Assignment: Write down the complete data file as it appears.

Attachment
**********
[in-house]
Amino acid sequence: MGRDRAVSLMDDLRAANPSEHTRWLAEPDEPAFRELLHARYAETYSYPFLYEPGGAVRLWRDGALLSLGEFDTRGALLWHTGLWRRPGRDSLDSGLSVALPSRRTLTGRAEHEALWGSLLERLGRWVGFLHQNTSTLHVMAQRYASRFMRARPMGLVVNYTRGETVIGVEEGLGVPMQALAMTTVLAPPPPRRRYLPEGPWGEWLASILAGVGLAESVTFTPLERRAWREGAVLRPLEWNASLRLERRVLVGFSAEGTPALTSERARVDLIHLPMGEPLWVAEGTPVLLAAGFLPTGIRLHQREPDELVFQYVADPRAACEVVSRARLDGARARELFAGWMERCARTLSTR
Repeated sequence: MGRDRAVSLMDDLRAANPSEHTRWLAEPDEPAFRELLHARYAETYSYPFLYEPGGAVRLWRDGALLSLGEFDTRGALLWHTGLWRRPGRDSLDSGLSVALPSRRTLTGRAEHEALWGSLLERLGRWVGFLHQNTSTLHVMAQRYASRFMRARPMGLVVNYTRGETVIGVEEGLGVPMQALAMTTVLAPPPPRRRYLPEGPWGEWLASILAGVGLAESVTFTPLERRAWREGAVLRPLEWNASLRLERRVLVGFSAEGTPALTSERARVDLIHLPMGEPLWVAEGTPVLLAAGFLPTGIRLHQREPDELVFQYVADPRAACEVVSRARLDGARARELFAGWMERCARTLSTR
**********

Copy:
[in-house]
Amino acid sequence: MGRDRAVSLMDDLRAANPSEHTRWLAEPDEPAFRELLHARYAETYSYPFLYEPGGAVRLWRDGALLSLGEFDTRGALLWHTGLWRRPGRDSLDSGLSVALPSRRTLTGRAEHEALWGSLLERLGRWVGFLHQNTSTLHVMAQRYASRFMRARPMGLVVNYTRGETVIGVEEGLGVPMQALAMTTVLAPPPPRRRYLPEGPWGEWLASILAGVGLAESVTFTPLERRAWREGAVLRPLEWNASLRLERRVLVGFSAEGTPALTSERARVDLIHLPMGEPLWVAEGTPVLLAAGFLPTGIRLHQREPDELVFQYVADPRAACEVVSRARLDGARARELFAGWMERCARTLSTR
Repeated sequence: MGRDRAVSLMDDLRAANPSEHTRWLAEPDEPAFRELLHARYAETYSYPFLYEPGGAVRLWRDGALLSLGEFDTRGALLWHTGLWRRPGRDSLDSGLSVALPSRRTLTGRAEHEALWGSLLERLGRWVGFLHQNTSTLHVMAQRYASRFMRARPMGLVVNYTRGETVIGVEEGLGVPMQALAMTTVLAPPPPRRRYLPEGPWGEWLASILAGVGLAESVTFTPLERRAWREGAVLRPLEWNASLRLERRVLVGFSAEGTPALTSERARVDLIHLPMGEPLWVAEGTPVLLAAGFLPTGIRLHQREPDELVFQYVADPRAACEVVSRARLDGARARELFAGWMERCARTLSTR